You may have leaky plumbing pipes in your basement. This means every time you use the water in your home, there is a small amount leaking into your basement. If you don’t frequently go into your basement, you may not notice if this has been happening over time. Ignore leaky pipes at your own peril, because sometimes what starts as a leak, ends up becoming a burst pipe, which is a larger, and more expensive problem to deal with. 

How To Fix Water Seepage In Basement

There are some ways you can fix basement water seepage. Whether it’s regrading the soil or plugging tie rod holes, there are some relatively inexpensive ways to stop water from getting into your basement. Two other basement water fixes include cleaning out your gutters, and replacing window wells.

Regrade Soil

If you regrade the soil surrounding your foundation you can divert ground and surface water downhill and away from your home instead of into your basement. If you are experienced in landscaping, you could use a skid steer loader and a garden tiller to complete the job yourself. 

Plug Tie Rod Holes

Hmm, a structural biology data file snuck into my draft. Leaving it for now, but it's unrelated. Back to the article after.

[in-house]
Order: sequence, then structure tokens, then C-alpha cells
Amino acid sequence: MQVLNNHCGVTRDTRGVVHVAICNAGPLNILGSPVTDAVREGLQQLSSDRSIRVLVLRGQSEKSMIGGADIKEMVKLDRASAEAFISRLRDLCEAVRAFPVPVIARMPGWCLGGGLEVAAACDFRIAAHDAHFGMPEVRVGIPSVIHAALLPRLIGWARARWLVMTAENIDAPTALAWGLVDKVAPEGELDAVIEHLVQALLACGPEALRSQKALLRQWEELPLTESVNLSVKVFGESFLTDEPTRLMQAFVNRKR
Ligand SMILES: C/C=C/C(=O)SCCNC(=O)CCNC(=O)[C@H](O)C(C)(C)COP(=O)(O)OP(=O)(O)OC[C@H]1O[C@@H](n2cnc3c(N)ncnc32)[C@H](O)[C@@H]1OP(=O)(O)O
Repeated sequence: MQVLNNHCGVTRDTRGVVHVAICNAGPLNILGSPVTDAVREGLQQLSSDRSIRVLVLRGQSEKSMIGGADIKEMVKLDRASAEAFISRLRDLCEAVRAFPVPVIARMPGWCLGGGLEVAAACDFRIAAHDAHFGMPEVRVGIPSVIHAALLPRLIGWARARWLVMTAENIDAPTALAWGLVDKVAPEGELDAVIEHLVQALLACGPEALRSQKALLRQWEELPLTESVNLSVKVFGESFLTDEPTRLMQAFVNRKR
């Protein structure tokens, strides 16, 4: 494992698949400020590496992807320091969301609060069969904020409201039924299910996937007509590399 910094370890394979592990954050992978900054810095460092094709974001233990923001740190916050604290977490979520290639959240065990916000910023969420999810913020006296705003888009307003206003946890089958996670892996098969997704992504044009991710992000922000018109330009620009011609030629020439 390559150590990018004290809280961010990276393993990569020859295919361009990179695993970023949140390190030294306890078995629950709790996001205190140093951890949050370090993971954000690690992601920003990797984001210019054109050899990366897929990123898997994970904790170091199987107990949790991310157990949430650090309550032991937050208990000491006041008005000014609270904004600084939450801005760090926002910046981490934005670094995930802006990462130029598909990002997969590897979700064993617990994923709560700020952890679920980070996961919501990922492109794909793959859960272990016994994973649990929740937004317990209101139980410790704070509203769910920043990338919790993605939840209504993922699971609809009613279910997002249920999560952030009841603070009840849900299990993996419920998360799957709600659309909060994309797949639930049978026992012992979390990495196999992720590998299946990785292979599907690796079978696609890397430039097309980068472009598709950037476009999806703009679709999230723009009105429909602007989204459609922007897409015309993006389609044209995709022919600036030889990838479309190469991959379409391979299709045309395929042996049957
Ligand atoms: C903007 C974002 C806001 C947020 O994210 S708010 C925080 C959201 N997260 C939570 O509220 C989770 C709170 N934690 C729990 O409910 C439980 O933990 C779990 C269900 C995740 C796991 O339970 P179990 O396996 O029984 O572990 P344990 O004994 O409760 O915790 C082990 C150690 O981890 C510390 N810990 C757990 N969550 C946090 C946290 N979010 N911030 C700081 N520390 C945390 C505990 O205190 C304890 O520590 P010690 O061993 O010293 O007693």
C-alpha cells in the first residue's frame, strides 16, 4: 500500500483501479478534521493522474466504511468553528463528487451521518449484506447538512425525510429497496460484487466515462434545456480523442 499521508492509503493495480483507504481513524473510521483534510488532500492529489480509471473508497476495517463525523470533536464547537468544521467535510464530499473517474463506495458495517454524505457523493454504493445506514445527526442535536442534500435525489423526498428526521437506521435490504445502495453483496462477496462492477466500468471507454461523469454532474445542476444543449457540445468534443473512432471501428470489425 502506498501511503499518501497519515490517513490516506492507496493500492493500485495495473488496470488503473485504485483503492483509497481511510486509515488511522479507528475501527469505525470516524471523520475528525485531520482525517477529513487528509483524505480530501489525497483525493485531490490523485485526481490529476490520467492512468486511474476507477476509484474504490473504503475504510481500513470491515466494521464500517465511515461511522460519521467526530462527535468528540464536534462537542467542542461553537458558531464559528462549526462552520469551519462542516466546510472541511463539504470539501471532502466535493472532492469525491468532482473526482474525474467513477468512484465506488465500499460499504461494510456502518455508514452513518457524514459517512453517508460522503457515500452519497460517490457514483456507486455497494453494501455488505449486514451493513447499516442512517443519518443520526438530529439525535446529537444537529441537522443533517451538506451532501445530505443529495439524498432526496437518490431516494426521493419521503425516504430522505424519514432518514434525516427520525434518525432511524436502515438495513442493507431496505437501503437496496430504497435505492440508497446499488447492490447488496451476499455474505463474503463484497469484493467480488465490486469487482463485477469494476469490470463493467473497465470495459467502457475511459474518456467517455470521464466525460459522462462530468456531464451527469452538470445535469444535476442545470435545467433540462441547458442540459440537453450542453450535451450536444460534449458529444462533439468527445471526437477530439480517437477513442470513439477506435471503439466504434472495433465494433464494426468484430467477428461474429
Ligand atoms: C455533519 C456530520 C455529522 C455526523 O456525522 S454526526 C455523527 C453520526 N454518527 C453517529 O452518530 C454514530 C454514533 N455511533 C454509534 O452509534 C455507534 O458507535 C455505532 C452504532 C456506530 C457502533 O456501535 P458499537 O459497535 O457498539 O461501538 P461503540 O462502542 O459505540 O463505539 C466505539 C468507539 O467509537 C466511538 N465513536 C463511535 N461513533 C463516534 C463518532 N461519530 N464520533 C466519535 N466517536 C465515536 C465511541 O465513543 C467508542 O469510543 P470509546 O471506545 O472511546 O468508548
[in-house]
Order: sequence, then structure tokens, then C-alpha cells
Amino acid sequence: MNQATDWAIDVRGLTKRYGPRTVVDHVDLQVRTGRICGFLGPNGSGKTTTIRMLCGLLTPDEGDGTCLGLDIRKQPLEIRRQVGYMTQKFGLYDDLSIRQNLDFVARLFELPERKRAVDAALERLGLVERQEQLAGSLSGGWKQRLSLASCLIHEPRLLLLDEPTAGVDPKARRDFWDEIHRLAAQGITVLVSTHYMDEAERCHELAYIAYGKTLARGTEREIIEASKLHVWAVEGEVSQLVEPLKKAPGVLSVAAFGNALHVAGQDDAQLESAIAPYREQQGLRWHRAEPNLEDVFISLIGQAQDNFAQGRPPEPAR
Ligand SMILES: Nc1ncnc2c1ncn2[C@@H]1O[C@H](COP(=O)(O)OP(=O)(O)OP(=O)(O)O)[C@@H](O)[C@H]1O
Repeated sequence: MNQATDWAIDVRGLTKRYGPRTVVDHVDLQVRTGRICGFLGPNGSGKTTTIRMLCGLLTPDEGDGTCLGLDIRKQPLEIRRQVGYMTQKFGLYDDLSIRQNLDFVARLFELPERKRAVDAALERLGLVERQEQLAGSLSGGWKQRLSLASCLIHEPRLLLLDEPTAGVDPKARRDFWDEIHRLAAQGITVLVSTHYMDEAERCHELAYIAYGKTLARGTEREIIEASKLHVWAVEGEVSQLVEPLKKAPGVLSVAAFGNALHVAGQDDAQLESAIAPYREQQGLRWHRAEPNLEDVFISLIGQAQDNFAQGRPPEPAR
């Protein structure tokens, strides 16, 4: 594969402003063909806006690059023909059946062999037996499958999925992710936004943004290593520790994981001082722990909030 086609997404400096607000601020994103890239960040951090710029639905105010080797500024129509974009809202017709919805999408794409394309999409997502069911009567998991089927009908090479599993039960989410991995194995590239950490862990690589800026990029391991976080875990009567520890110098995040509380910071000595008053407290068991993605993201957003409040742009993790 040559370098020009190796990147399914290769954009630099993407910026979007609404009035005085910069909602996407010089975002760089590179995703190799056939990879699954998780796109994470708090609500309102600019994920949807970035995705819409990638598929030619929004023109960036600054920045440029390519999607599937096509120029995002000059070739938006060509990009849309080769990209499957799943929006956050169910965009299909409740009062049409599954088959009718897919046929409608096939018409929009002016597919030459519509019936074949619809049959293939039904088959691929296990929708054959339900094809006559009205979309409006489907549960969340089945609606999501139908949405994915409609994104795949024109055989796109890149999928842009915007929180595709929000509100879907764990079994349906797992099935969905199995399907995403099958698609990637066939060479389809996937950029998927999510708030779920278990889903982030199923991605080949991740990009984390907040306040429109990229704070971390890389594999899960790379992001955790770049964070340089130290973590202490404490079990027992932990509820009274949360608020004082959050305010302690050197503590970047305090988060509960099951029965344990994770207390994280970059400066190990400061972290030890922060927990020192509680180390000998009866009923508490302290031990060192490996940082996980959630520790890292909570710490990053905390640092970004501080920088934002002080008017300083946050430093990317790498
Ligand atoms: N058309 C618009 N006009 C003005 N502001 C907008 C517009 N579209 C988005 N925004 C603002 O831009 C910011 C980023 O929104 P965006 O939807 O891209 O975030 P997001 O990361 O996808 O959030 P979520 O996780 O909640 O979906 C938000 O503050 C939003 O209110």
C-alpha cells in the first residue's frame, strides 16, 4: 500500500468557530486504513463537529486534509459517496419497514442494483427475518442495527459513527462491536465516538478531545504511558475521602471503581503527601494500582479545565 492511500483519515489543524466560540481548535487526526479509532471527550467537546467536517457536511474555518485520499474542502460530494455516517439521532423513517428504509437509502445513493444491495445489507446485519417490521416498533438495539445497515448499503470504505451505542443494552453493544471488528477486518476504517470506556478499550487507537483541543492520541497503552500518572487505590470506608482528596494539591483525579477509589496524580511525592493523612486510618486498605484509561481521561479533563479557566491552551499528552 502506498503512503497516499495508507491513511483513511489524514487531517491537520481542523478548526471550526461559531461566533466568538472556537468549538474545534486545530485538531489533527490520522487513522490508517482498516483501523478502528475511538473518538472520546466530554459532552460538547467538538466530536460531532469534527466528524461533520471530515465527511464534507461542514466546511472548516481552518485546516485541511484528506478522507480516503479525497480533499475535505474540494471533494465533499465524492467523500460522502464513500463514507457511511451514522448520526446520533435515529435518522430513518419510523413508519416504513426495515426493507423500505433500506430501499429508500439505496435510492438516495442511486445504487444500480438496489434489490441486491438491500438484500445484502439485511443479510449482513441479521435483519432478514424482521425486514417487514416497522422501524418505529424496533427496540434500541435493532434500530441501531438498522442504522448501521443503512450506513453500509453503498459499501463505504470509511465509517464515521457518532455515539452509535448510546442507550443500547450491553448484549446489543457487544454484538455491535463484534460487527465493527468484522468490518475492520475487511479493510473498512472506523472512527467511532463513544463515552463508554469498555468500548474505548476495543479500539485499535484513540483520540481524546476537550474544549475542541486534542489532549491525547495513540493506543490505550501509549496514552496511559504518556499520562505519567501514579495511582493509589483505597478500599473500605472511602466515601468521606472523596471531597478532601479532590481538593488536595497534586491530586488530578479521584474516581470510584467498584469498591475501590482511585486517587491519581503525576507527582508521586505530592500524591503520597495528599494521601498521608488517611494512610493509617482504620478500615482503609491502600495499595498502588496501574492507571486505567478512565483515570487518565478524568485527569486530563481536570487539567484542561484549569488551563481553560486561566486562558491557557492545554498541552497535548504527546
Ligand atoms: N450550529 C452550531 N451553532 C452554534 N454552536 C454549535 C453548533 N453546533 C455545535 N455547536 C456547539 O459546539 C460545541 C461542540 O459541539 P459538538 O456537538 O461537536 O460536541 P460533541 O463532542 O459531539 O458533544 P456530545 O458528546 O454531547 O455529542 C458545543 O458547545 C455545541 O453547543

A tie-rod hole is a hole left in concrete after the tie rods of the concrete’s framework are removed. If you can see water coming from these holes, you can plug them using a compressed swell plug.

Clean Gutters

If your gutters are clogged with leaves and other lawn debris, rainwater can’t flow through and away from your home. Instead, rainwater will have nowhere to go except to spill out over the sides of the gutter and end up close to your foundation. 

Rainwater flows to the lowest point, which in this case is your basement. Regularly cleaning out your gutters ensures this doesn’t happen. 

Replace Window Wells

Over time, your rusty and well worn window wells roll out the welcome mat for rainwater. You may need to replace your window wells if the seals around them are no longer keeping water out. Updated window wells will give water one less possible point of entry and help keep the soil away from your window openings.

How To Prevent Water Basement Seepage

Waterproofing Membranes